The Macromedia IMD and web teams have added some new features to Macromedia
LiveDocs. You can now generate comment reports, sign up for email notifications
when new comments are added, and read comments via RSS. Just drill down to any
LiveDocs page, and look for links to the new features at the bottom.
Right now, only
documents with existing comments contain links to RSS feeds. If the document has
no comments, no RSS link is available. However, if you’re determined to track documents
with no comments via RSS, just find a document that does have an RSS feed, and
make the appropriate adjustments to feed’s URL so that it points to the page that
you want to track.
Since I’m at Macworld this week, and consequently don’t have a lot of time to
put into my weblog, I’m going to be lazy, and reprint a comment that was sent to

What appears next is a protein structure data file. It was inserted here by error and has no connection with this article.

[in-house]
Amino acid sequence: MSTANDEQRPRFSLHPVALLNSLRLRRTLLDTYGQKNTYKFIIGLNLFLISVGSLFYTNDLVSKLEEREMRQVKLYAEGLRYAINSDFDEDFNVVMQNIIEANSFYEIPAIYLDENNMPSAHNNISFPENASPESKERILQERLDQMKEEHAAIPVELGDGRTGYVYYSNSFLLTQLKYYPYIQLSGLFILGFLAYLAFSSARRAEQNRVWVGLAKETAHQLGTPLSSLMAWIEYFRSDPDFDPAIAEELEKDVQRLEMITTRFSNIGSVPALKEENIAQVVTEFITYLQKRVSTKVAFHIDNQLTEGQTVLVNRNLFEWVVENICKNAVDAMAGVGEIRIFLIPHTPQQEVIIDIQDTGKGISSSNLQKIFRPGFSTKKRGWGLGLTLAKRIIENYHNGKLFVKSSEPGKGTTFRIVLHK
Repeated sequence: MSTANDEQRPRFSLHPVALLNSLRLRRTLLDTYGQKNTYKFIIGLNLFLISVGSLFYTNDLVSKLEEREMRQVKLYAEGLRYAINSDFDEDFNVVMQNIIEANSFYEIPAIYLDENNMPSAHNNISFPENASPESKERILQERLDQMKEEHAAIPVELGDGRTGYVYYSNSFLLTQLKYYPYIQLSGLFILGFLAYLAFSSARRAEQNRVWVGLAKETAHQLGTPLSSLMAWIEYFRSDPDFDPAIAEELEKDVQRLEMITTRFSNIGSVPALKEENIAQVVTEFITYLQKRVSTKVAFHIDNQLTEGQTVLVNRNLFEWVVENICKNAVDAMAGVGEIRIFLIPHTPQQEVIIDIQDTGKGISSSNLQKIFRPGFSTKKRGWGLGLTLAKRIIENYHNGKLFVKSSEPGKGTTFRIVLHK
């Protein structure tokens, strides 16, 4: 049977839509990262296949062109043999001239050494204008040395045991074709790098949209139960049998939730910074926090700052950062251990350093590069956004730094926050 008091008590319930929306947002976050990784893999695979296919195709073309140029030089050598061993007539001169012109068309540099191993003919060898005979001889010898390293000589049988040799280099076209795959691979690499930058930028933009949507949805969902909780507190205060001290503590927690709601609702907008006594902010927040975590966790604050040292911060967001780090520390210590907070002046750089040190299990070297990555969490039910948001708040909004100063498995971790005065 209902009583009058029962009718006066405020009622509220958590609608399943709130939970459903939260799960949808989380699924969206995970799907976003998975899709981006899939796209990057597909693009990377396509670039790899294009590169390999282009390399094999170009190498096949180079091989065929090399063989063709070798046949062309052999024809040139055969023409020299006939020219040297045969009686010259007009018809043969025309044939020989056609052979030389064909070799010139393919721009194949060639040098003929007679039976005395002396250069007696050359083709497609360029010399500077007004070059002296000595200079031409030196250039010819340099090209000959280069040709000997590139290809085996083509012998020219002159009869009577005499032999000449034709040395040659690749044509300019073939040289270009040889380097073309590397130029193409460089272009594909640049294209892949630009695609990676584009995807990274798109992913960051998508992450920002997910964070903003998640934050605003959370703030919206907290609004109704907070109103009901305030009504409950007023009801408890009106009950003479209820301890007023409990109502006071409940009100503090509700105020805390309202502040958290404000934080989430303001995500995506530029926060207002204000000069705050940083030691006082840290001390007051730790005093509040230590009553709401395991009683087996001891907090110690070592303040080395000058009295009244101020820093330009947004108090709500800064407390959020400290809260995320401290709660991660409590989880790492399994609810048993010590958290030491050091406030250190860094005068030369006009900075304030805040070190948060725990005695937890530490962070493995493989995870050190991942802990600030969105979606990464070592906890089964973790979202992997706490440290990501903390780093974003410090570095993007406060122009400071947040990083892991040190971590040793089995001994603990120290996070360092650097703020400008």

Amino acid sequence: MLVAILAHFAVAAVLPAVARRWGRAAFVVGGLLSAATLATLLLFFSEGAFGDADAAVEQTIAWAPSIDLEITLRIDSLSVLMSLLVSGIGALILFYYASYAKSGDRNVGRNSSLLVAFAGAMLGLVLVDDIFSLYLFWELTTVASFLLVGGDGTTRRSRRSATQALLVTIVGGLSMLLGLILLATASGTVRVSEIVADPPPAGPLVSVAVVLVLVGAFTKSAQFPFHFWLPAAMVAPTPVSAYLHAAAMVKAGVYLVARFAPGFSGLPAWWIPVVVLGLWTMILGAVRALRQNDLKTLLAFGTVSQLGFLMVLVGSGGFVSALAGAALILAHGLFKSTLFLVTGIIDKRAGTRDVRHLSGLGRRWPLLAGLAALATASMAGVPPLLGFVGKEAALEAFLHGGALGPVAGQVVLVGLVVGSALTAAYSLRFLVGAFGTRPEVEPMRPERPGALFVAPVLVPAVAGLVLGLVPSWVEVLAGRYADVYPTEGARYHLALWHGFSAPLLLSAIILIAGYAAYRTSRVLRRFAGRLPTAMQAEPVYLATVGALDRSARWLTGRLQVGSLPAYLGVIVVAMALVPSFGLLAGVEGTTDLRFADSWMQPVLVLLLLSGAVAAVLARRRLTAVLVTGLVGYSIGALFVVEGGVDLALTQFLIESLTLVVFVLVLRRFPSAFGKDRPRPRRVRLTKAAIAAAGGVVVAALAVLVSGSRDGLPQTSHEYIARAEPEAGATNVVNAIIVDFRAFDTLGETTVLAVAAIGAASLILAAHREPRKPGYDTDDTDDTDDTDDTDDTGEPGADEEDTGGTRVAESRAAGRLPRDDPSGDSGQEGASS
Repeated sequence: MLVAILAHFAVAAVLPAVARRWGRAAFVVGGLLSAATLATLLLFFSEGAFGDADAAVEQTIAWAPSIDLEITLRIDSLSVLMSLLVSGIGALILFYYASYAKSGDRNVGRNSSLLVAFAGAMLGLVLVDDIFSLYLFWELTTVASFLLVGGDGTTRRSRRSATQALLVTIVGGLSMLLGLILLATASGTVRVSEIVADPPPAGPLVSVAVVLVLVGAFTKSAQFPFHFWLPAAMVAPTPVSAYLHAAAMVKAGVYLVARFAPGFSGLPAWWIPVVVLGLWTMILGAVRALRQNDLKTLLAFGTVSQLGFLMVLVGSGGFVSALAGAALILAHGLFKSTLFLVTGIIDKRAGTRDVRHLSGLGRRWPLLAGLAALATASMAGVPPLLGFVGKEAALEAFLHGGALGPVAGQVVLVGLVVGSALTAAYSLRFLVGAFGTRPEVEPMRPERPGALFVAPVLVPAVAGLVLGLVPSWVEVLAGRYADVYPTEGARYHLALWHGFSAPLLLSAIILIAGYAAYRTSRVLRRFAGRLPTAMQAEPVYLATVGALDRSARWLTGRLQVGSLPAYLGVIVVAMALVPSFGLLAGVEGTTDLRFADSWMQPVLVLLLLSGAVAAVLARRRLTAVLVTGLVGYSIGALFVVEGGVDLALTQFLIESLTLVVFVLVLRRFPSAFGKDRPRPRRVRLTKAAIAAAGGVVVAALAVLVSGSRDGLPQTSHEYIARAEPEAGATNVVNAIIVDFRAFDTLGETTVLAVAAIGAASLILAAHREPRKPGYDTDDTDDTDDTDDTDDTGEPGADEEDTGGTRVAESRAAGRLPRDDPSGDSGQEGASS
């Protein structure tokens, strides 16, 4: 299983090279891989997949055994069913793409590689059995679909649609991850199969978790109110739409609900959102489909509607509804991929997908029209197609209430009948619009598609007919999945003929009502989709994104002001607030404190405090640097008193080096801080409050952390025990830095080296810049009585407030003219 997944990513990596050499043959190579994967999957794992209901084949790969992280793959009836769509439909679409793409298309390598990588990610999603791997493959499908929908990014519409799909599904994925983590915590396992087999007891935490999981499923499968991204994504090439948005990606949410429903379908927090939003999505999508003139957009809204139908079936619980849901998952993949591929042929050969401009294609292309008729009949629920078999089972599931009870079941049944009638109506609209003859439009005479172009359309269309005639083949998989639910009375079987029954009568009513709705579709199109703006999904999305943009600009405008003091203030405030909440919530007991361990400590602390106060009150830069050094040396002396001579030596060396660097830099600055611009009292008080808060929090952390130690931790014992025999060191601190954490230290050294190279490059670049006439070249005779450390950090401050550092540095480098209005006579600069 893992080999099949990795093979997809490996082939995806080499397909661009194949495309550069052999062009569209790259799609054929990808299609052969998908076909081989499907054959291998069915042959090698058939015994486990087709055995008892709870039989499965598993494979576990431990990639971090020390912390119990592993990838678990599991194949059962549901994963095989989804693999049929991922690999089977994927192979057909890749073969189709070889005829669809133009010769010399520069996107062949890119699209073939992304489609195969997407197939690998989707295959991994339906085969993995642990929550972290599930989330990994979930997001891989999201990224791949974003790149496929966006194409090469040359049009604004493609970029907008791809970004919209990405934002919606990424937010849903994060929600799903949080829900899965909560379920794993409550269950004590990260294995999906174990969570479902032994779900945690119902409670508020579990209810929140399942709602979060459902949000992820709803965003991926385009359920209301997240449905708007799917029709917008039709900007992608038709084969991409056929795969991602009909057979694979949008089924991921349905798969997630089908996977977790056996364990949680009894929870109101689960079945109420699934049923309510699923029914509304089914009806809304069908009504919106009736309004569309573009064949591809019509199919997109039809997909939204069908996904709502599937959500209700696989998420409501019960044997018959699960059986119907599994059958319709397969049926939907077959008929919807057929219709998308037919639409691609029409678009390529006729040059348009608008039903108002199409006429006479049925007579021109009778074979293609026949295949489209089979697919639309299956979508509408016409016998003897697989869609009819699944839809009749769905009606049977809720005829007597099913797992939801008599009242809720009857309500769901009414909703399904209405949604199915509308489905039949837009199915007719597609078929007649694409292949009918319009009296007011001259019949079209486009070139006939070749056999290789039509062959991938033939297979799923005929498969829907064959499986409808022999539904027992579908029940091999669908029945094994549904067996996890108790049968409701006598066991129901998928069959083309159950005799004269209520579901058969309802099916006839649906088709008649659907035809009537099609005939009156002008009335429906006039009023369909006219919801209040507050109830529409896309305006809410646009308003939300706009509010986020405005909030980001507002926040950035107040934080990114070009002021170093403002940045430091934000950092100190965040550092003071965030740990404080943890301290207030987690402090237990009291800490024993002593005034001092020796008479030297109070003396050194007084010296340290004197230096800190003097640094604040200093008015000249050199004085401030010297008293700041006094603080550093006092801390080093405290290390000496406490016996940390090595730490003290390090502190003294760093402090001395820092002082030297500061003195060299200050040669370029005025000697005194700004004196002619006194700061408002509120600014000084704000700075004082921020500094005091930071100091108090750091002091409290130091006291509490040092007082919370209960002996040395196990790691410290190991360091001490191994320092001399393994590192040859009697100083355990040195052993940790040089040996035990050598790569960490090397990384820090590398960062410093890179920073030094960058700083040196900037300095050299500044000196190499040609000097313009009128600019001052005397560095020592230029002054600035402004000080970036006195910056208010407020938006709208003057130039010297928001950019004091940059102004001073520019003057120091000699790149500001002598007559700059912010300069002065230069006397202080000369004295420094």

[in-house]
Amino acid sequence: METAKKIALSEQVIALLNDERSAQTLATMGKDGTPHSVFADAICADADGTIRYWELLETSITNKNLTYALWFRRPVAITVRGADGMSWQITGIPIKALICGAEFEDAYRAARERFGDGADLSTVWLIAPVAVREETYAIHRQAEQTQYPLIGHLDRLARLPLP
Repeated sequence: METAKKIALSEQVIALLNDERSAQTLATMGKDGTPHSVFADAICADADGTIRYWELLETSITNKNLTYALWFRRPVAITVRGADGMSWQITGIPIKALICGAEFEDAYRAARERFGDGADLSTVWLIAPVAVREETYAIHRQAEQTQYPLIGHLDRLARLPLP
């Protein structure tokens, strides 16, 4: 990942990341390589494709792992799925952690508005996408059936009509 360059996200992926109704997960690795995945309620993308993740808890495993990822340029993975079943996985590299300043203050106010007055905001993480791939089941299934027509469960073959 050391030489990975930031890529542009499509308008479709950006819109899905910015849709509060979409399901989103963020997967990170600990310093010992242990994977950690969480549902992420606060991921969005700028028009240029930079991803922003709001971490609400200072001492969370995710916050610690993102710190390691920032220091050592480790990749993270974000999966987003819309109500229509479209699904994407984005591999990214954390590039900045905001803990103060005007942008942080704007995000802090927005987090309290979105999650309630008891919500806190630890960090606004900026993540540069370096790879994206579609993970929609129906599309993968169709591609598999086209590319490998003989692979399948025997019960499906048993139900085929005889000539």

me by Jon Alsbury. It was submitted in response to a post entitled Controlling
Whitespace in ColdFusion. John writes:
The most effective (and easy to implement) technique for reducing whitespace in
CFMX generated pages I have discovered so far is to set up a simple servlet filter
to intercept the response in order to strip out whitespace before it is returned
to the client. The filer I’ve been using for this is called Trim Filter and can
be downloaded here:
Setup is easy: simply download trimflt.jar from the above URL, drop it into your
‘cfusionmx/lib’ directory. Add the following to ‘cfusionmx/wwwroot/WEB-INF/web.xml’:
Macrochats are Breeze Live presentations focusing on a specific technical topic given by product engineers or community leaders. We first experimented with Macrochats during Community Week, and found they were extremely successful (attracting more than 700 people for a single topic), so we’re bringing them back. This time, however, we are going to limit attendance to 200 people per session in order to better manage the question and answer period (imagine 700 people asking questions all at once!), but they will all be recorded, and presentations which prove wildly successful will be given again. Here’s the official messaging: